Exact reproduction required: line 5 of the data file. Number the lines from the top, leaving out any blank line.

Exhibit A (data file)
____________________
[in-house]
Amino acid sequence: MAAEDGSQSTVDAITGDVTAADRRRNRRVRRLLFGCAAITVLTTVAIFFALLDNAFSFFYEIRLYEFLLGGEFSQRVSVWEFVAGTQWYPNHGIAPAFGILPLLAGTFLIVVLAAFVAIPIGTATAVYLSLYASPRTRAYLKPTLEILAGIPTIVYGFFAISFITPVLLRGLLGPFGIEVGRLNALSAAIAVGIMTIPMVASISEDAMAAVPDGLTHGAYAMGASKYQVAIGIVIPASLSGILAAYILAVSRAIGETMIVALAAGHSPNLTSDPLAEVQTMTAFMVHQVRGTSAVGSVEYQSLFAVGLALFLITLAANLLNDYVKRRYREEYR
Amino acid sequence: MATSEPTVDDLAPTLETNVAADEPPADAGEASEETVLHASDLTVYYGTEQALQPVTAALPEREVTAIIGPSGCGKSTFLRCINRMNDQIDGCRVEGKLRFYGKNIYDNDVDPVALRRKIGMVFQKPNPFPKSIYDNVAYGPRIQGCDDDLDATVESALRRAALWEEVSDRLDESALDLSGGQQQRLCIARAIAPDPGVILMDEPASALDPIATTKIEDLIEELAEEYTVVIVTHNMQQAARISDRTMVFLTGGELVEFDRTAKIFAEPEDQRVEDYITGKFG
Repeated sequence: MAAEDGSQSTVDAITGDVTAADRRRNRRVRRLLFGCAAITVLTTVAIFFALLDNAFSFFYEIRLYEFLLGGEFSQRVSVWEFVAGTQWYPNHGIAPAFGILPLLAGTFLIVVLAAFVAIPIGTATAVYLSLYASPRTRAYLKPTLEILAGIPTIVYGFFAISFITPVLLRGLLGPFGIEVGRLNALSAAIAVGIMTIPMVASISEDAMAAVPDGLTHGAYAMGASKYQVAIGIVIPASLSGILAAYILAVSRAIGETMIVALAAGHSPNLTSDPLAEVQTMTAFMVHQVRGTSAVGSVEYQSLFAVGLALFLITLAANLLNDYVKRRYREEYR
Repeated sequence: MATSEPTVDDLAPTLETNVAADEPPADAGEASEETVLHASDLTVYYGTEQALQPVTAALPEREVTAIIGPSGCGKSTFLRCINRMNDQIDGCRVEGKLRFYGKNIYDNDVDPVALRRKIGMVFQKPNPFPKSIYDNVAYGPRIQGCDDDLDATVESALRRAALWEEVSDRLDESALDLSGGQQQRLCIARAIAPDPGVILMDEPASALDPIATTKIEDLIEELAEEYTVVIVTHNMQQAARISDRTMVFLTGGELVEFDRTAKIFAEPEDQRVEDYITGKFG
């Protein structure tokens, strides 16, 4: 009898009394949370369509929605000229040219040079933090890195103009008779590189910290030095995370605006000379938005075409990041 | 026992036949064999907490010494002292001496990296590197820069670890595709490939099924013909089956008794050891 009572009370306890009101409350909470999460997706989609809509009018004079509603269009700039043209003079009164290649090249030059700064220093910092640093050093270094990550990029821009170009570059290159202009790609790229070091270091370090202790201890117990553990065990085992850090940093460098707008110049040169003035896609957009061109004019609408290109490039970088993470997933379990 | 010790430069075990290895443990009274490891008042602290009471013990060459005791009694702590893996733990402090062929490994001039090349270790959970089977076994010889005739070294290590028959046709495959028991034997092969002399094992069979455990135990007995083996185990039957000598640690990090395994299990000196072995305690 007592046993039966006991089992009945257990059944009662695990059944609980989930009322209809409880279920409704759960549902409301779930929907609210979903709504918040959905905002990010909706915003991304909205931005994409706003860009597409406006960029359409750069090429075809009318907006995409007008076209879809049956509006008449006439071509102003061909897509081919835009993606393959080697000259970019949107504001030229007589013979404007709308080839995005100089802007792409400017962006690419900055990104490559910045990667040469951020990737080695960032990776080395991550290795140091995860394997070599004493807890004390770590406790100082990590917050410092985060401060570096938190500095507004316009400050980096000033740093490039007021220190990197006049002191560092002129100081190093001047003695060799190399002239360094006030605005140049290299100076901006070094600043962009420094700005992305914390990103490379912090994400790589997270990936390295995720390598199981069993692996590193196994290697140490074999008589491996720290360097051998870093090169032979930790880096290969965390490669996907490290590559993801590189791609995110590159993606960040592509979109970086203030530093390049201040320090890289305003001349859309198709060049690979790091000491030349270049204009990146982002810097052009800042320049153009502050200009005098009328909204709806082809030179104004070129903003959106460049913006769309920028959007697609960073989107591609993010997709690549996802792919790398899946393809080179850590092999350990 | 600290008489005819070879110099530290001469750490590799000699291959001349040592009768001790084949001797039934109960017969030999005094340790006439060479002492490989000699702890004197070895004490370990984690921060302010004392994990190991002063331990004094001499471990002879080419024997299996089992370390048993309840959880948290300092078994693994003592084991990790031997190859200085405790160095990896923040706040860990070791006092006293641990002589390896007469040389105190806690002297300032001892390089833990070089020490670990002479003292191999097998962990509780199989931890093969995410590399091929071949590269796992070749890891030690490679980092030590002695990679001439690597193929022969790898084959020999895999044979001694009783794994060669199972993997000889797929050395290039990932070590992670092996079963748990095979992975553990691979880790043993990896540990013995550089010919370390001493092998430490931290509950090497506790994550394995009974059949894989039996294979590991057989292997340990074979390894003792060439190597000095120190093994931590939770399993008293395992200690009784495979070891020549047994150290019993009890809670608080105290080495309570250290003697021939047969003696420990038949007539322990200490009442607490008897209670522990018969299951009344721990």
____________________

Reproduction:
Repeated sequence: MATSEPTVDDLAPTLETNVAADEPPADAGEASEETVLHASDLTVYYGTEQALQPVTAALPEREVTAIIGPSGCGKSTFLRCINRMNDQIDGCRVEGKLRFYGKNIYDNDVDPVALRRKIGMVFQKPNPFPKSIYDNVAYGPRIQGCDDDLDATVESALRRAALWEEVSDRLDESALDLSGGQQQRLCIARAIAPDPGVILMDEPASALDPIATTKIEDLIEELAEEYTVVIVTHNMQQAARISDRTMVFLTGGELVEFDRTAKIFAEPEDQRVEDYITGKFG